Return to main article: "Drones to the Rescue!"
Return to main article: "Drones to the Rescue!"
As this article points out, if one is willing to safely use UAVs, then a key indicator to account for is integrity. Commonly, UAV navigation is performed with differential GNSS processing, in the form of RTK, which lacks integrity measures. Hence, integrity is (or should be) of high interest for UAV platform operators, as it might even be mandated when demonstrating compliance with future safety regulations. In this regard, two key statements define integrity: precision is below tolerances, and no faulty measurements are used.
The first statement is inherently related to SBAS systems. The use of EGNOS enables the computation of protection thresholds in position, called protection levels (PLs), in the horizontal and vertical subspaces. These PLs are directly derived from the precision estimation and scaled up by a factor to account for a certain level of risk, the so-called integrity risk (IR) (See the paper by B. Roturier et alia in Additional Resources).
Thus, by comparing the PLs against a set of ‘tolerable’ thresholds called horizontal and vertical alert limits (HALs, VALs), the user can measure the safety level achieved when navigating. Note that, because the PL concept is “precision-based,” it can be fully applied to multi-sensor navigation solutions and not restricted to GNSS-only navigation.
The integrity frame defined by the IR and the ALs is well established for highly demanding applications such as civil aviation. However, analogous requirements for other applications have not been fully developed, and accomplishing this will not be a trivial exercise. Other platforms such as cars, trains, and pedestrians are likely to benefit from integrity concepts but have much looser safety requirements (see the paper by S. Pullen et alia).
UAVs also need to develop integrity requirements, which has been a motivation in CLOSE-SEARCH. The recent paper by P. Molina and I. Colomina (see Additional Resources) outlines a set of integrity requirements adapted to the needs of two flight phases in SAR missions employing UAVs. These requirements are presented in Table S-2 (at the top of this article). Civil aviation APV-I values are also provided merely for comparison, as they correspond to actual EGNOS certification requirements.
On one hand, the presented ALs are based on the mission requirements such as overlap of thermal images to seamlessly scan a certain area or minimum distance to ground to activate a UAV’s landing sensors. On the other hand, the IR specification is a preliminary value, reflecting the idea that the risk in UAV missions can certainly be less restrictive than civil aviation.
During the final test campaign of the project, protection levels were derived from the EGNOS-GNSS/INS/BA solution. The results showed that choosing an IR of 10-3 and HAL, VAL of 10 meters, the availability (that is, the percentage of time that PLs are below ALs) is around 95 percent. That is to say, a UAV can safely fly down to 10 meters above ground, with the risk of “something goes wrong and undetected” remaining lower than 1 over 1000 during the 95 percent of the time. Indeed, these results need further improvement, and the proposed integrity values need to be finally confirmed.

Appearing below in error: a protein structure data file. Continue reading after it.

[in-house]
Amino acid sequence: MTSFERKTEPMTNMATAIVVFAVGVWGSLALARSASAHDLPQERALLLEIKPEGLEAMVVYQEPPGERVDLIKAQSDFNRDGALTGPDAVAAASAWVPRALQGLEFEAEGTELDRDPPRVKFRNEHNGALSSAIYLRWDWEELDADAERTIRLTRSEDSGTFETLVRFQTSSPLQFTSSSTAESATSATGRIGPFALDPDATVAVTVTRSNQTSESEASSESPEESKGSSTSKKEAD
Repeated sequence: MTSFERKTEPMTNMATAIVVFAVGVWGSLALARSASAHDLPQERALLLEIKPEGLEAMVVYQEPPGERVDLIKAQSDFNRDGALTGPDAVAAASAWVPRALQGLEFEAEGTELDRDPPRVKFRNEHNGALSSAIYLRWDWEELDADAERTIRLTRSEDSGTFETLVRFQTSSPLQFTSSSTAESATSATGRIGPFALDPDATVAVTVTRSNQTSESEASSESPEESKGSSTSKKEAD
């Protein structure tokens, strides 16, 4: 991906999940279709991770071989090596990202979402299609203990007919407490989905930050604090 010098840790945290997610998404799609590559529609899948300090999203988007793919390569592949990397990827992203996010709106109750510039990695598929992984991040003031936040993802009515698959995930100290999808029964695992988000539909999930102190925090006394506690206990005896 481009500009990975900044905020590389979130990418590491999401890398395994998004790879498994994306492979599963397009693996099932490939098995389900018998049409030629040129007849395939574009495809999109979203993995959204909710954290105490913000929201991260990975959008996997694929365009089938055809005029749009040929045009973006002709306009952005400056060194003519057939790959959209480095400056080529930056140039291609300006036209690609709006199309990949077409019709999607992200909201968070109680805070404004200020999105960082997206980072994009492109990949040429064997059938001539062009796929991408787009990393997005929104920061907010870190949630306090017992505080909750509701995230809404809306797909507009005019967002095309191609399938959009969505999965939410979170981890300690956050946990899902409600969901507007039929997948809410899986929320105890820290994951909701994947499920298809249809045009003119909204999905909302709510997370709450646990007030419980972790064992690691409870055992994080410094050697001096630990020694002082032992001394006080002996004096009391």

The latter statement regarding integrity values is related to the fact that precision might be an untruthful measure of accuracy when faults in the observations are present. Indeed, computing PLs using EGNOS information offers protection up to a certain level, accounting for orbit and satellite clock errors, ionosphere, and so on. Nonetheless, other errors may be present at a local scale (for example, receiver noise, multipath, and interference), and the fault list even increases when other sensors are added, such as IMUs, barometers, or magnetometers.
This consideration motivates the need for outlier detection capabilities to detect faults in the measurements and, if possible, to exclude them from the navigation solution computation. Classical geodesy offers well-established techniques to proceed with quality control in least-squares estimation, including outlier detection, estimation of marginally detectable errors, and fault impact on parameter estimation. These concepts were introduced by the Dutch geodesist W. Baarda in the 1960s.
Again, as in the precision-based integrity, the set of thresholds to be defined in the outlier detection and exclusion (basically, the probability of false alarm and missed detection) are still unclear for low-altitude UAV applications. In continuation with the work performed on defining suitable ALs and IRs for UAV navigation, the authors will further study the use of geodetic quality control techniques and work toward defining the frame of an outlier detection and exclusion method for such platforms.
Finally, GNSS multi-constellations are also safety enablers in UAV-based SAR operations. In rough terms, the more satellites in view (as will be the case in future GPS/Galileo, GLONASS/Compass . . .), the better the accuracy and precision (as already seen in the simulations presented earlier) of platforms using them to navigate.
And more satellites also improve the chances of continuously operating in “obscured” environments (as those imposed by SAR missions, where flying below the peaks of steep mountains is a common situation). Indeed, further investigations need to follow on the potential benefits of future GNSS systems for unmanned platforms in SAR missions.